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August 30, 2019

Volume 7 Issue 4

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Chinese Lube Brands Grow in Number

XI’AN, China – China is likely to churn out more lubricant brands before potential consolidation of the industry, even amid a lack of growth, said experts at an event held here earlier this month.

“It’s easy to make money out of lubes in China. You don’t see it in developed countries,” said Zhang Chenhui, an independent consultant, at the 2019 Muchengyou Lubricant Marketing Forum held on Aug. 18 in Xi’an, Shaanxi province. He estimated oil sales account for about 30 percent of car repair shops’ revenues in the country.

This is in spite of the fact Chinese demand for both motor oils and industrial lubes is weakening. The passenger vehicle market saw sales volume drop just over 9 percent in the first half of 2019 compared to the same period last year, according to Shanghai-based China Passenger Car Association. Even electric vehicles, for which China is the number one market globally, saw signs of ebbing sales: The country’s major EV maker BYD announced sales volume in July dropped just under 12 percent year on year.

Across industries, Chinese state statistics showed the Purchasing Managers' Index, which indicates a nation’s confidence in manufacturing and service sectors, averaged 49.7 percent in the first half of 2019, down 1.6 percent from last year, suggesting a slight majority of supply chain managers in China see the market trending downward.

But despite the lack of volume demand growth, China is still home to thousands of small brands, and that number will continue to grow.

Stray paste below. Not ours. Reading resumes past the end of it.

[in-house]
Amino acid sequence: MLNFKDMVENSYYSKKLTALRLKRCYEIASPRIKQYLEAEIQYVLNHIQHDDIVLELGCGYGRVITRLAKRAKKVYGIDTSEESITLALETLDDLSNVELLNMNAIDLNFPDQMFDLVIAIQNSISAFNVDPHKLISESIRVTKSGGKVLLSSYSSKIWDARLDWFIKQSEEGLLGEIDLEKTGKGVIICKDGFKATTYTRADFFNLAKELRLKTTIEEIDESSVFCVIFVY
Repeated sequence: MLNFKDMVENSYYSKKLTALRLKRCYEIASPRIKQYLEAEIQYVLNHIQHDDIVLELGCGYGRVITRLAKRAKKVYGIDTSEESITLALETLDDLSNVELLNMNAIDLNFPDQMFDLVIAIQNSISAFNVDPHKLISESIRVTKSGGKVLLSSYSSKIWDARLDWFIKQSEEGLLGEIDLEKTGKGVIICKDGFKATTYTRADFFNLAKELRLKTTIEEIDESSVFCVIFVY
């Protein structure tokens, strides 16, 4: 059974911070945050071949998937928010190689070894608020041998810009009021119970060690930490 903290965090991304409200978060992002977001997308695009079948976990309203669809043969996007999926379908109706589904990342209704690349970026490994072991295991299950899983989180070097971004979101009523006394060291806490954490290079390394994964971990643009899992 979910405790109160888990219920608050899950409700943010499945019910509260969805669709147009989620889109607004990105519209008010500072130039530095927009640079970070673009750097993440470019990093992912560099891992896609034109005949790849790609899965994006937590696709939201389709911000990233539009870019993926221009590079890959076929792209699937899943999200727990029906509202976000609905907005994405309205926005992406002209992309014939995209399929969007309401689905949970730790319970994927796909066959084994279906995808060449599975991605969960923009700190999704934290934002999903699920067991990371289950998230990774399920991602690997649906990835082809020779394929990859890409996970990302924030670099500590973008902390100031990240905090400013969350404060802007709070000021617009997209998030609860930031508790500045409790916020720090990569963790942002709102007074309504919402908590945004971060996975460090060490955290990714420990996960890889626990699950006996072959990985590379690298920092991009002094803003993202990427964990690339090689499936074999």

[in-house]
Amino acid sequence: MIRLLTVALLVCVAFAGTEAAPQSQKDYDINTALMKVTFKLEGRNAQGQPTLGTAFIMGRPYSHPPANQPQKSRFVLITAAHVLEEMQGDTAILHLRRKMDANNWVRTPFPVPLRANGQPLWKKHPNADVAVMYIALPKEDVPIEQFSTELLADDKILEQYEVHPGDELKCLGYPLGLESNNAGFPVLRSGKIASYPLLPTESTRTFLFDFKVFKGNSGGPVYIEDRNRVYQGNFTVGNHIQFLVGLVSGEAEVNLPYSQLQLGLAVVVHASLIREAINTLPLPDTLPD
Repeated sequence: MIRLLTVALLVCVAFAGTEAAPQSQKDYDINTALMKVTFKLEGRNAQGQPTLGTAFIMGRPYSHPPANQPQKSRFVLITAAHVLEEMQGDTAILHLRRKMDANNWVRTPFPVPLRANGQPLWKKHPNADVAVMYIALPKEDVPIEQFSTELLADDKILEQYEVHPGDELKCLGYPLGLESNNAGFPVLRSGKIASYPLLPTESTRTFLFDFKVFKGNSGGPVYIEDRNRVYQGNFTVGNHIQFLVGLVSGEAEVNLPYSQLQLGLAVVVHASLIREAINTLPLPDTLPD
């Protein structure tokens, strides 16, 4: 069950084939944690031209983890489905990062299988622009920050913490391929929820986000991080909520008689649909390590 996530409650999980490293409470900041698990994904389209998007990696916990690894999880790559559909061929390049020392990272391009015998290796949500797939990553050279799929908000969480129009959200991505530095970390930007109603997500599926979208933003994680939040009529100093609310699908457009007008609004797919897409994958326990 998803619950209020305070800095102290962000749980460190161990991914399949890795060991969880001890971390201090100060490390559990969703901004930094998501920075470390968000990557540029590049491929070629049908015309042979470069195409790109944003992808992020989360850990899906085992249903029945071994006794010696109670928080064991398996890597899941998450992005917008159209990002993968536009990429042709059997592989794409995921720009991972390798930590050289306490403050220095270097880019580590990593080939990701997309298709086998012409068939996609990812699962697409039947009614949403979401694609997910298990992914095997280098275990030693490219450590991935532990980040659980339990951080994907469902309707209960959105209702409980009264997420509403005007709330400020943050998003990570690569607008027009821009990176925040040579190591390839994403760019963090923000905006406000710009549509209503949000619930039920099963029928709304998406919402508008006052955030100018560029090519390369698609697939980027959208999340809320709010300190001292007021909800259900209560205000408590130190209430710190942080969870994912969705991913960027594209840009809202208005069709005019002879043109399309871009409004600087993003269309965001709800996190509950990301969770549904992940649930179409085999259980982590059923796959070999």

Even companies in other industries are making lubes. For example, Chinese major e-commerce company JD launched a private label, Jauto, for its aftermarket online store in May. Jauto covers various car-related products, including engine oils, which are supplied by Fuchs Petrolub, targeting middle-class car owners.

One major reason for the rampant growth of new brands is the huge profits made by bigger companies operating in the country, Zhang explained. Multinationals including Shell, Castrol and ExxonMobil bring in more profits on oils than they do in the West, as do Chinese state-owned companies Sinopec and China National Petroleum Corp.

Car maintenance cost is one example. In the United States, according to the Lubes’n’Greases Factbook, the average cost of a conventional engine oil change is U.S. $37.32 (CNY266). For a one-time service, including an oil change, on a family car in China, the cost is about CNY400.

“As long as they keep the gap in profit this big, the Chinese lube market will likely see more brands and new participants,” Zhang said. If profits for big brands lowered to levels in the West, “probably 80 percent of Chinese brands would disappear,” he added.

Another reason is China’s massive and highly fragmented aftermarket due to the similarly fragmented auto market, said Chen Jun, founder of Yin Neng Technology, a major oil distributor for Bosch, Lukoil and Eneos in Sichuan province.

In the U.S., he gave as an example, most cars are American and Japanese brands, while German cars and Japanese cars are widely seen in Europe. But in China, “American cars, German cars, Japanese cars and Chinese cars all get their own fair share, which raises a fragmented aftermarket that gives opportunities to grow numerous lube brands,” he said.

Therefore, he predicted, China’s lube market will not go on a consolidation path like developed nations.

Zhang Yueyi, a lube industry veteran and retired senior engineer at China Air Force Institute of Oil Production, has a different opinion. He insisted China should eventually have only a few big brands through market elimination and mergers. However, he added there should be more lube product varieties.

“The brands will be reduced, but as the market matures there will be more customized products to cater to specific demand,” he said.